Then it washed it over me — freedom from pain. It brought its buddy, the will to live.

And here I am, woke to blog another day.

The birthday cake story

July 23, 2012

I just got back from Costco with my son.

There were photos under the glass at the photo center showing the different sizes you could order. My son was pointing to one of a baby with a handful of crumbly goodness, which was also all over his face.

My son said, “I wanna know what this kid is eating.”

I looked over. “It’s birthday cake. He’s turning 1,” I said.

It doesn’t surprise me he couldn’t figure this out. He, himself, did it all wrong. I told him as much, and reminded him of this story.

From birth, my kid couldn’t stand to be dirty. If something was on his hands, he held them away from his body and went “Ah ah ah ah ah” until somebody got him to a sink. He howled as soon as his diaper was wet.

Anything sticky was right out. I wish I had videotaped the day I tried to give him peanut butter and jelly on crackers.

Jump to his first birthday party. I had ordered a cake from the local bakery. Globs of colored frosting made Sesame Street characters on top. Grama placed it excitedly in front of him while we sang “Happy Birthday.”

We gathered around with our cameras for the ceremonial grabbing of frosting.

What were we thinking?

He looked at the cake. He looked at us.

We smiled. We nodded. One of my aunts yelled, “Go for it!”

We waited.

Finally he looked at me helplessly and said, “Fork, please.”

My most embarrassing moment

April 22, 2012

Today I was asking my students my questions, and one of them got, ‘What’s the most embarrassing thing that ever happened to you?’

He was rock climbing and his pants came down.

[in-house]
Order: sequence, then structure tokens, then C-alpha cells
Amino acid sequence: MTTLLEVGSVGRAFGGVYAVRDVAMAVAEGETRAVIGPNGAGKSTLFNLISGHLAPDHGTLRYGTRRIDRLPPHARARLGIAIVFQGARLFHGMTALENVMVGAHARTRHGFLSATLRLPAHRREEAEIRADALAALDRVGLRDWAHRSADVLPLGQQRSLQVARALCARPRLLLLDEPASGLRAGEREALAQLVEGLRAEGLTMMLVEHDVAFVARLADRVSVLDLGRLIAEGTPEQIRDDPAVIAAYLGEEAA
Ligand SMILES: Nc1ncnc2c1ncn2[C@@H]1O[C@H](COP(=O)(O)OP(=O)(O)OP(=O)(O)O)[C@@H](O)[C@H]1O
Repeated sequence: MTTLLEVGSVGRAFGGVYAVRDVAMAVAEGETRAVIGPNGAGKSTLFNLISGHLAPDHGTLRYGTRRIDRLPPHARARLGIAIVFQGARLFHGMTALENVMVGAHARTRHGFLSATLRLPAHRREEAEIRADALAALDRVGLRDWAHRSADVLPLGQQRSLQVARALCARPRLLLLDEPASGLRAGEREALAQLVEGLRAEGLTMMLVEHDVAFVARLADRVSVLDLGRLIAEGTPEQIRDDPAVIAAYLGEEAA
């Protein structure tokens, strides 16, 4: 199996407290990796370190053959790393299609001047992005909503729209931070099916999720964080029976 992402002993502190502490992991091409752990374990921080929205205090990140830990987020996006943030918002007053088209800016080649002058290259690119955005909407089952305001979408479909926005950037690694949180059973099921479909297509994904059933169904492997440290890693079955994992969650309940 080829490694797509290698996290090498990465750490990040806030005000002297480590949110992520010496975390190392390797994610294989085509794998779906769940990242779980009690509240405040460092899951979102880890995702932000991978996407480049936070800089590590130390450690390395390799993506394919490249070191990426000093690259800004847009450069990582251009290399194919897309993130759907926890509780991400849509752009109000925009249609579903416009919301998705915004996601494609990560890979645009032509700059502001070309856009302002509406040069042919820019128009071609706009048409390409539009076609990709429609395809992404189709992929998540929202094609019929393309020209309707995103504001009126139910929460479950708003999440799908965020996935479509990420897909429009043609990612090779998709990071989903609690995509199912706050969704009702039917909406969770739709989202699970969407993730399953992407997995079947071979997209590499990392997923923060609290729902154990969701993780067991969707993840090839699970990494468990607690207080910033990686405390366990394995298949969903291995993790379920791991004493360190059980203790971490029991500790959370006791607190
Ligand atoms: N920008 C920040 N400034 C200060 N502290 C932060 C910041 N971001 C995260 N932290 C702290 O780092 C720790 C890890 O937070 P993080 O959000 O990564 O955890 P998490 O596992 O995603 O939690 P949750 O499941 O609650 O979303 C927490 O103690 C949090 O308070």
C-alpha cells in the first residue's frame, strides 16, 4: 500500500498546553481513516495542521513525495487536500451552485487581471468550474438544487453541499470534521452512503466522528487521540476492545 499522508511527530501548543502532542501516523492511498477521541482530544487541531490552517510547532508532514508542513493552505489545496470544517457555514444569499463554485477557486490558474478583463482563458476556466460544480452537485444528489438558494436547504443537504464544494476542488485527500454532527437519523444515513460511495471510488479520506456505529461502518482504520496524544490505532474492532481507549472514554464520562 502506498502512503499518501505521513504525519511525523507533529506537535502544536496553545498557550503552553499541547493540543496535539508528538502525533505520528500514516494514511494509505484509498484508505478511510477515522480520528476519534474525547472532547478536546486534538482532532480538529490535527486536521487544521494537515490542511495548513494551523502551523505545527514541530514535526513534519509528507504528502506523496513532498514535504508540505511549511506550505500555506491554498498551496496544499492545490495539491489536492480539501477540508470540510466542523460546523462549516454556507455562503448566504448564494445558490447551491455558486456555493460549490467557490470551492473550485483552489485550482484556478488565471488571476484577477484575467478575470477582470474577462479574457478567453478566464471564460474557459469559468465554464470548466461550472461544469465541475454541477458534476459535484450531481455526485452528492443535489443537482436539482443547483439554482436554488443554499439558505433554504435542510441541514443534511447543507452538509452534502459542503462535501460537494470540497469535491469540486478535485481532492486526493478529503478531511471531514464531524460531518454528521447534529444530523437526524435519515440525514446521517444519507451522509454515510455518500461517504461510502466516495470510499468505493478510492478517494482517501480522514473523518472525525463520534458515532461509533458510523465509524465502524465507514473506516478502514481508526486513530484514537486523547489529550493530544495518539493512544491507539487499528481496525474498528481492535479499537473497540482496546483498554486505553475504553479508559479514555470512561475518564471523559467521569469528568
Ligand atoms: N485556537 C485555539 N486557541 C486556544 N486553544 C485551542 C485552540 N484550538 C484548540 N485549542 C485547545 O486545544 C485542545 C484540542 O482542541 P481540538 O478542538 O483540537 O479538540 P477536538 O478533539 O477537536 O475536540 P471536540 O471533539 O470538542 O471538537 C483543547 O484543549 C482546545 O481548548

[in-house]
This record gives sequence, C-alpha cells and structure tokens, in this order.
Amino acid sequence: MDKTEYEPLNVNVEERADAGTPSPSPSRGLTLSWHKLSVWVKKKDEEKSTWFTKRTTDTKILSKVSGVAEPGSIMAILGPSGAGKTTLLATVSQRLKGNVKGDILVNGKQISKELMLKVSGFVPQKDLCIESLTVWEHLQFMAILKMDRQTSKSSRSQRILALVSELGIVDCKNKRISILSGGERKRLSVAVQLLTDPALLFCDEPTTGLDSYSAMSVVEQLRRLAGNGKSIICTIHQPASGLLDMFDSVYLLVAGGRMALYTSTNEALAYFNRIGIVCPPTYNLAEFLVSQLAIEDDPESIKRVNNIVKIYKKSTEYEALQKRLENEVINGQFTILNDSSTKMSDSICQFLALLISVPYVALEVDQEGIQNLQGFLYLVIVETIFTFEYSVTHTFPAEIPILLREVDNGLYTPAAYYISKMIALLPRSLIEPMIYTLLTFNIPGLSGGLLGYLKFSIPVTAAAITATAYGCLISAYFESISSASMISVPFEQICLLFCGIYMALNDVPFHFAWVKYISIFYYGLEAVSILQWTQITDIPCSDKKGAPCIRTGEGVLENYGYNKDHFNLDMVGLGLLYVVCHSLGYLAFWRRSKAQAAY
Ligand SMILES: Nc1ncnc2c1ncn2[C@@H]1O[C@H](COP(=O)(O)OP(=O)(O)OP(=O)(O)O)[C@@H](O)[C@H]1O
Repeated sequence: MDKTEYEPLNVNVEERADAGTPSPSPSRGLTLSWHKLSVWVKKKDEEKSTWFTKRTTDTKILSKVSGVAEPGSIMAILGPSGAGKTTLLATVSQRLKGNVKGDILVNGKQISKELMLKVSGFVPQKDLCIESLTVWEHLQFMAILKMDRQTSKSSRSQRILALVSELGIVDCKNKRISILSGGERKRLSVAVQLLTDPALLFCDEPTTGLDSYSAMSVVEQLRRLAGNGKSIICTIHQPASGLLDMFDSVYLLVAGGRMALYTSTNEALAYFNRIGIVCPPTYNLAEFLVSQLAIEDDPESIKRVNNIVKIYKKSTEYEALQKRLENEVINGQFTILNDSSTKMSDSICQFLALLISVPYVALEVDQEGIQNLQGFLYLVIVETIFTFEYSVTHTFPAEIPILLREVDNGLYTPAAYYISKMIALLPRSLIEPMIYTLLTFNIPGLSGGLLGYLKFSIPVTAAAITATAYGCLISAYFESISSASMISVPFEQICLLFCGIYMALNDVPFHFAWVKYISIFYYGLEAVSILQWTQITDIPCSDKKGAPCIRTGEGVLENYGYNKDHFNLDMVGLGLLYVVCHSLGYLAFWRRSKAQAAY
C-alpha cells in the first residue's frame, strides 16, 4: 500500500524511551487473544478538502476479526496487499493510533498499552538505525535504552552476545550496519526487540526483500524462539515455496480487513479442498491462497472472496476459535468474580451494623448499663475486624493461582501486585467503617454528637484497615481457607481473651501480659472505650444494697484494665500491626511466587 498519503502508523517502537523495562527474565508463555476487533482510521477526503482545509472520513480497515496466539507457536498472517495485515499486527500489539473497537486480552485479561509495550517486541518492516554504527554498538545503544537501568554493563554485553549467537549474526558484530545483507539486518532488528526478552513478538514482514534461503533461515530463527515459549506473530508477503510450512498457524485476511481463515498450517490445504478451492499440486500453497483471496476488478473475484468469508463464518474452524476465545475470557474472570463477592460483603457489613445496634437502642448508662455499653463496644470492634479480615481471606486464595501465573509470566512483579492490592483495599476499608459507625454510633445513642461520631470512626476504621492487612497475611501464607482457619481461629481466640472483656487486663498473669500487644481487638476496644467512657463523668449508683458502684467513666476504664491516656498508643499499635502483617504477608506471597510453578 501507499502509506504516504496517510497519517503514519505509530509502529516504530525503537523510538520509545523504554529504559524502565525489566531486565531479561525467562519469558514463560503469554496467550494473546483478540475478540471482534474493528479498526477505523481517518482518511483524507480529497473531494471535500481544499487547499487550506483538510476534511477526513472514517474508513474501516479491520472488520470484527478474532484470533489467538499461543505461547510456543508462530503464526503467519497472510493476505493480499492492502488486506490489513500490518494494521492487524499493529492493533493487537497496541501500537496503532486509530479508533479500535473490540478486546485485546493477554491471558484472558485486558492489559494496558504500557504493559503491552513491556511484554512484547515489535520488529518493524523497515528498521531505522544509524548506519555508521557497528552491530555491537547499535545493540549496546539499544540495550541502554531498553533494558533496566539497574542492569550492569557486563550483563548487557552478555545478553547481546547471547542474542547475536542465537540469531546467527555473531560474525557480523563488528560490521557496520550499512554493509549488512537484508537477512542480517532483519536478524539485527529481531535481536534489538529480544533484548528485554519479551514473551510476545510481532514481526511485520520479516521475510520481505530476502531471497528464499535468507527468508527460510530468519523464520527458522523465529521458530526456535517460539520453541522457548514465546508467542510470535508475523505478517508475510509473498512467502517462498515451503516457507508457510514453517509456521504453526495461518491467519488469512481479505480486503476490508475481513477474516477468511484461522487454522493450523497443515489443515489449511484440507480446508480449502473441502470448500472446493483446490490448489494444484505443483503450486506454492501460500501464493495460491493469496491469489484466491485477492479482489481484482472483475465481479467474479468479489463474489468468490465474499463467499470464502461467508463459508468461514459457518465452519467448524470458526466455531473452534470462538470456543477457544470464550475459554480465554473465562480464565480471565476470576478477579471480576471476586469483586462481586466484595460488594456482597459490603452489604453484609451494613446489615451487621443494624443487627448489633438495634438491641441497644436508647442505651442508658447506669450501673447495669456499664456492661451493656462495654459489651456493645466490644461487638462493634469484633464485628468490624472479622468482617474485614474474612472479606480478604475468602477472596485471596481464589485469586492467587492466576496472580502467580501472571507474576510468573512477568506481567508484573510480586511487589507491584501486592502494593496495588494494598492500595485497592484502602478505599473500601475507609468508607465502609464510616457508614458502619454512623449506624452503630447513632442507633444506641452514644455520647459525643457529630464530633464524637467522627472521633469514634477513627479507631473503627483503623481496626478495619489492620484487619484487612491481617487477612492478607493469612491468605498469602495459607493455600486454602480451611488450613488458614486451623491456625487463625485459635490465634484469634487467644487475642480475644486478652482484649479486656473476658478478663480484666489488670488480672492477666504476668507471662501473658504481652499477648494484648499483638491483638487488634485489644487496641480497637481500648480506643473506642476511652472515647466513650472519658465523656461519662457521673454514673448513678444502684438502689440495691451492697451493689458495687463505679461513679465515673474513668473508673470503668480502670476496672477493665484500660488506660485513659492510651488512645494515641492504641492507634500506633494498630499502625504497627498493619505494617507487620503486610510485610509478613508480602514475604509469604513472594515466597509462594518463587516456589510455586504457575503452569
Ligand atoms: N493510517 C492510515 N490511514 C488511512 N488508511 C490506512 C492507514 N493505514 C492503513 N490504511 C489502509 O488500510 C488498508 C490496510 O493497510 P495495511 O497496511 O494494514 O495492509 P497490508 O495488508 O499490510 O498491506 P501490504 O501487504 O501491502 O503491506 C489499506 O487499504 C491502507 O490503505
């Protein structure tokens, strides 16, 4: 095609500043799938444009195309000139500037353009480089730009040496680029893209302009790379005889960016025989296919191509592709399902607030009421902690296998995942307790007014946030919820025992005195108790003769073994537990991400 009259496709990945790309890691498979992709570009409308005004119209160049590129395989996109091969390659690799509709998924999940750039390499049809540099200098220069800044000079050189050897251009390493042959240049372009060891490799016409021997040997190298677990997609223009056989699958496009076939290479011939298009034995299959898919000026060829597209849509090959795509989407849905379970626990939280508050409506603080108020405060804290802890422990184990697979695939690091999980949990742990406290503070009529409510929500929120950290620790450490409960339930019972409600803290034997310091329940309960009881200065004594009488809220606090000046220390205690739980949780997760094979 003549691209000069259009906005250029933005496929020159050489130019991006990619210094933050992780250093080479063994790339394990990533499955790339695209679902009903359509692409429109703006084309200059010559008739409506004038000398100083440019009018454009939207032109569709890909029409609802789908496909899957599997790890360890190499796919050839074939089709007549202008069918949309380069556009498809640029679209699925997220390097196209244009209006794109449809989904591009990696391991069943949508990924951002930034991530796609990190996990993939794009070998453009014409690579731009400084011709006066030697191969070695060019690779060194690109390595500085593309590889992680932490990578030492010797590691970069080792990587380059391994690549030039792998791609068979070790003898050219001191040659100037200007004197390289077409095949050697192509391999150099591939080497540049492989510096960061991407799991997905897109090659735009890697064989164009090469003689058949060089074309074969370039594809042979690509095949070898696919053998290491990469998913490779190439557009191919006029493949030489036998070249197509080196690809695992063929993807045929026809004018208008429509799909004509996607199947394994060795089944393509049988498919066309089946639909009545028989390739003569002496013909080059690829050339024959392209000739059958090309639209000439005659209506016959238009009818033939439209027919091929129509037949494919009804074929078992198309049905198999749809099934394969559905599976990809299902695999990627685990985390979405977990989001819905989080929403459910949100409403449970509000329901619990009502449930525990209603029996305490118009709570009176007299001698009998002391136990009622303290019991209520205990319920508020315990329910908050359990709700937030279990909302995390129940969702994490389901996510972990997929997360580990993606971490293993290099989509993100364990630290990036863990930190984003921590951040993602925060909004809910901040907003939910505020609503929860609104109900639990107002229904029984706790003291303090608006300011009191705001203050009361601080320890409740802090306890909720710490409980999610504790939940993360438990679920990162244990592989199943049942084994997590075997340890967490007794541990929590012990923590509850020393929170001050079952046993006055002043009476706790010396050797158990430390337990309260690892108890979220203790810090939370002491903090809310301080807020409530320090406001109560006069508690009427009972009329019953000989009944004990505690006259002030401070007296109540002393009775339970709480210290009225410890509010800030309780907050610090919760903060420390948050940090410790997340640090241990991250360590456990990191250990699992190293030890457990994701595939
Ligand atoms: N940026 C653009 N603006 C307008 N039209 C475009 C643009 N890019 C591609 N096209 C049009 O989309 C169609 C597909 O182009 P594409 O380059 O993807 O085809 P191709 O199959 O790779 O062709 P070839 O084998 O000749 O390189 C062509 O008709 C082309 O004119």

This reminded me of something that happened in college. I can’t believe I didn’t think of this story before.

Throughout my phonetics course I was working on a research project. We each had a date at the end of the semester for a presentation.

I had a rough go of it from start to finish, but finally finished.

The morning my presentation was scheduled, it snowed heavily. My bike ride to school was only about three long blocks downhill and across campus, but snow meant I had to leave early.

I put on a button-down sundress with a wool sweater, knit tights and UGG boots. Boulder has a different standard of style and formality.

When it was time to go, my 5-month-old son was still nursing. He was on the cusp of sleep and still gulping milk.

I waited as long as I could, but finally had to pluck him off, hand him wailing to the babysitter, tug down my sweater and go.

I pedaled hard and arrived in a sweat — half from the workout and half from nerves.

I ran in a little bit late. I assumed my name had been called, because people were looking around the auditorium in question.

Once I got to the front, I took a deep breath and peeled off my sweater. My dress was still unbuttoned and my nursing bra flap was hanging open.

I looked down at my exposed breast to see a swell of milk drip to my shoe.

My professor, a sweet little woman with graying curls, quickly stepped in front of me. With her back to the crowd she smiled and tried to offer comfort. She said, ‘It’s OK, we’ve all been there.’

That being the case, I guess this wasn’t a very interesting story.

The mac n’ cheese story

March 19, 2012

I have an update on my friend recently diagnosed with breast cancer. She had her surgery and is doing great. She looks great. She feels great. I’m proud to report she rejected the treatment suggested by her first doctor — a mastectomy — and instead found a doctor who would do a simple excision.

I e-mailed her when her surgery was scheduled, asking if i could take dinner over for her family that night. She e-mailed back that her daughter requested I not make mac n’ cheese.

She said I knew why. I do.

I was having company for dinner one night when my son was a baby. My guests had told me that their children were finicky eaters, but that they would eat macaroni and cheese.

I put the grown-up meal to simmer and set to making the mac n’ cheese 15 minutes before my guests were to arrive. Uh-oh. I had used all the milk in my main dish.

There was no running to the store. By the time I scraped the ice off the windshield, shoveled the drive and warmed the engine people would be here. Further, the baby was sleeping in his crib.

And it seemed ridiculous to purchase milk from a cow, when I had several cups of human milk, for free, right there in my bra.

Naturally, I pulled out the measuring cup, undid my blouse and squirted out a quarter cup — quickly, hoping my guests weren’t running early.

That family never knew what I did.

Apparently this story scares children, who grow up afraid to eat my cooking.